Dead Cats

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"What I’m doing here could change the world," Robert said, grinning up at me like he always did.

"What you're doing here is immoral." I replied, glaring back down at him through the shine of my glasses.

"I’m wounded." Leaning back in his chair, Robert held a hand to his heart. "I was expecting you to say that, but actually hearing it is another thing altogether."

Robert had way of brushing off the things he considered unimportant, like criticism and concern. Crossing my arms, I settled down in the darkness of the observation room. On the other side of the window, a young woman sat at steel table, the gleaming surface bare except for an equally unornamented box. Because of the way the lights shone, I almost missed Robert’s customary grin.

"I can't believe she agreed to this," I said, suppressing a second sigh. "How much credit is she getting, anyway?"

"Uh, professor?" Alice's voice crackled through the speakers nearby. "Is it alright to begin?"

"It's fine," Robert replied, leaning forwards to press the 'talk' button underneath the window. "You can start at any time."

"That's it?" I asked. "No voice recorder, you aren't even going to state your expectations from the test?"

"Just watch," Robert replied. "I'm fully expecting failure again this time."

Again? Does he have a breakthrough on his hands, or not?

Alice stretched out a hand towards the metal box, taking a deep breath as her fingers closed around the handle. Pulling on the metal bar, she twisted it sideways, a metallic click sounding as she released the locking mechanism on the lid. Lifting the cover away, she turned her head to the side as the contents of the box were revealed. From where I sat, I could barely make out the still form of a dead cat inside the metal container.

"Test number 14, failure," Alice said, closing the lid once more. Stepping away from the table, she strode to the nearby doorway and left the room. She’d soon be scrubbing at her hands in the laboratory sink.

"Ah, poor thing," Robert said, disregarding his own part in the student’s distress. "Such a gentle soul."

"I don't understand." Shifting in my seat, I turned towards the professor as his grin returned. "Is that it? A dead cat?"

"Come with me." Robert said, rising to his feet and hurrying from the room. "You'll see."

"I'll see what? Another dead cat?" Rubbing at the bridge of my nose, I tried to recall what the professor had said earlier that day. "You’ve done two sets of experiments yourself, twenty tests to a set, plus the fourteen tests Alice had done... assuming that half the tests were failures and you weren’t reusing the corpses each time that was what? Twenty-seven dead cats? Do the shelters even go through that many in a month?"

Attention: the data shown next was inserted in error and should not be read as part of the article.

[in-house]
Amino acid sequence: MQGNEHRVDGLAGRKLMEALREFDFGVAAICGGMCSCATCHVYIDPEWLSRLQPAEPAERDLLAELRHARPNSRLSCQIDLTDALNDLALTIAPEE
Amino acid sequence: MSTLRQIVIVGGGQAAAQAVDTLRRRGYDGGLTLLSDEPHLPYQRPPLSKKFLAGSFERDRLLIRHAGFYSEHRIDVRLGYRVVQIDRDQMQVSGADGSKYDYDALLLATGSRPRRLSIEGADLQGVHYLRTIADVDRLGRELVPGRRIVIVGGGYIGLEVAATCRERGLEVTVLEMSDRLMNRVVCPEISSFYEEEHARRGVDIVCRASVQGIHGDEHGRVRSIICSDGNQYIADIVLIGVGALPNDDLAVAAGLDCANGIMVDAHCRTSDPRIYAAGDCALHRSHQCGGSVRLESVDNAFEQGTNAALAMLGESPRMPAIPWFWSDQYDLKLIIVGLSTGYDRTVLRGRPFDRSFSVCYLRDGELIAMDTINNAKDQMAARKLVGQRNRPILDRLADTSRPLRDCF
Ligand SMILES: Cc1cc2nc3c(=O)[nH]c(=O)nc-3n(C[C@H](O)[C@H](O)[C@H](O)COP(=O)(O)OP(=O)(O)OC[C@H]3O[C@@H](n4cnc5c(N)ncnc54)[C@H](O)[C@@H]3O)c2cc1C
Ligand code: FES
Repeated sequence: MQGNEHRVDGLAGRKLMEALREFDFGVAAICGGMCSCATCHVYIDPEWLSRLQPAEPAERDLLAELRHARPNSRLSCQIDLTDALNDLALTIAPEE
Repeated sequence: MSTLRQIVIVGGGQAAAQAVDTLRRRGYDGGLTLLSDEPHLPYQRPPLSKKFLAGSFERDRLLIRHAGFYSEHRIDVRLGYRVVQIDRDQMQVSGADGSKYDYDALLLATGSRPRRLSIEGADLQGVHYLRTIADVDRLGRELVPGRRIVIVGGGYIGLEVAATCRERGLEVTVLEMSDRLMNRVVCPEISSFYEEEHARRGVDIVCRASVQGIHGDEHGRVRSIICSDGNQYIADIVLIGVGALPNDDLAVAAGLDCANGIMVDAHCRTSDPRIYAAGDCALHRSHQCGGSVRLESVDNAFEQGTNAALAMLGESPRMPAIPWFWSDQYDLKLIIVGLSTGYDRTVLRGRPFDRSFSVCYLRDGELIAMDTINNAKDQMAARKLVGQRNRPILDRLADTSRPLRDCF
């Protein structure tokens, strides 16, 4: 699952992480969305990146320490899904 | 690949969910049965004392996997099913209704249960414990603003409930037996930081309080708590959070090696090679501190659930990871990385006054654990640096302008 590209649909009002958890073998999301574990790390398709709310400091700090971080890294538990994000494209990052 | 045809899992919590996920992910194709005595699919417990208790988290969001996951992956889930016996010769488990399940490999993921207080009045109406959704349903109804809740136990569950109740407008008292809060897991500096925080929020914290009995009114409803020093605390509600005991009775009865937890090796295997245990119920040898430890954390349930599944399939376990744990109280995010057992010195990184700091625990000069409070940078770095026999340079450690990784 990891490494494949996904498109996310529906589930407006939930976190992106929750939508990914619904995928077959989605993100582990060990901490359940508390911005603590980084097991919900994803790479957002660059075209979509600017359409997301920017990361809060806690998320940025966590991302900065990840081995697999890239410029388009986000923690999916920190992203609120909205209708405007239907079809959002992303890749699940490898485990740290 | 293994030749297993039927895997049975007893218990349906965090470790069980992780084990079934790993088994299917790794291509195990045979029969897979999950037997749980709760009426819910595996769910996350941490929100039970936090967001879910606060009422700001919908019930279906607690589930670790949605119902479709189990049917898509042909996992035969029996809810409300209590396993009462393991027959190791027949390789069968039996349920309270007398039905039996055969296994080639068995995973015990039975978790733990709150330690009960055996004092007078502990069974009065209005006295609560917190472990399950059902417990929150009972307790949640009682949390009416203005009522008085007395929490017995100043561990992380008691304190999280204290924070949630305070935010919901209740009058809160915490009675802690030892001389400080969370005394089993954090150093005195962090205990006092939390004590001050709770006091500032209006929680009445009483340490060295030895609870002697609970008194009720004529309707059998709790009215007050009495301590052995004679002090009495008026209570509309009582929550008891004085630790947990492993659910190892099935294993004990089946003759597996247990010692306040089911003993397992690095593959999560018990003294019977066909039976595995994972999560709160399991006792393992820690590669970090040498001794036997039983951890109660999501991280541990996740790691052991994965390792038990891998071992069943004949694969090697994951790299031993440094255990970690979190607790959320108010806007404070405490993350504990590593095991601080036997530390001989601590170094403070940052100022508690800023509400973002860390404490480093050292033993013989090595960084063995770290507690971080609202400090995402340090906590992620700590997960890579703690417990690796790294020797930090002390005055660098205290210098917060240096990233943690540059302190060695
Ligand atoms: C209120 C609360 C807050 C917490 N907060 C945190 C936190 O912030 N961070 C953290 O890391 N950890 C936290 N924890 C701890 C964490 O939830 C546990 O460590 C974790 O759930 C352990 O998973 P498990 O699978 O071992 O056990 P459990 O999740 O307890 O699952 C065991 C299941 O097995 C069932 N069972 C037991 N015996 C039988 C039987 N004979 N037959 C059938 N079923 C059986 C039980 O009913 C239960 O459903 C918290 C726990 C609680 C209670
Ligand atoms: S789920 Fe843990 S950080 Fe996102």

"Yes and no," Robert replied, opening the door to the testing room. "This isn't Schrodinger's original experiment. In that test, the chances of the cat dying increase with time, to a point. In this one, the cat is either arbitrarily dead or alive. We don't kill any cats, it's already dead when it goes into the box."

"I know that," I said, frowning as Robert closed the door behind us. "Did you forget who put the cats into the box when you were the one opening it? I didn't understand the point of the experiment then, and I don't understand it now. The cat is either dead or alive, but you already know which one it is. What's the point?"

"The point is that Alice doesn't know that," Robert said. As always, his manic grin was currently plastered over his face. "She thinks the box gets filled with a live cat at the start of each test, and it either suffocates to death or is saved by her. In reality, not one of the live cats has died from being locked inside the box."

"That's what I mean when I say it's immoral," I replied. "It was fine when I was the one putting the cats into the box for you, but you are going to traumatize that poor girl for life. This isn't even a real experiment in the first place!"

"You misunderstand," Robert said, reaching towards the box's lid. "When I was opening the box, you made sure to change it up. Sometimes, there was a dead cat, sometimes there wasn't. Did you flip a coin or something?"

"I did." Glancing down at the box, I briefly remembered handling the animals, both living and not so much. "How do you do it?"

"Every single one of Alice's fourteen experiments has ended in failure," he replied. Every one?! I opened my mouth to speak, but he raised a finger to indicate he wasn’t finished yet. "The point is that I expected either a dead cat, or a live cat. I open the box, and there it was. After I put the cat in the box for Alice, I make her wait in the room for a while. Even though she doesn’t see me put the cat into the box, she thinks it has surely died, and expects to see a dead cat. She opens the box, and there it is."

"Even if she didn't, there'd still be a dead cat, right?" I asked. "It's not like there's anything special about her expectations."

"What if there was, though?" Robert asked. Turning the handle of the box, he lifted the lid, letting the light shine down into the steel confines. "What if there was some way you could expect a dead cat, and when the opened the box there'd be a dead cat inside, no matter what?"

"That’d be breakthrough indeed..." Sitting at the bottom of the box, there was nothing but air. “What-”

"Fourteen times, Alice has opened this box to reveal a dead cat," Robert said with a grin. "That doesn't mean, though, that I put fourteen cats into the box at all."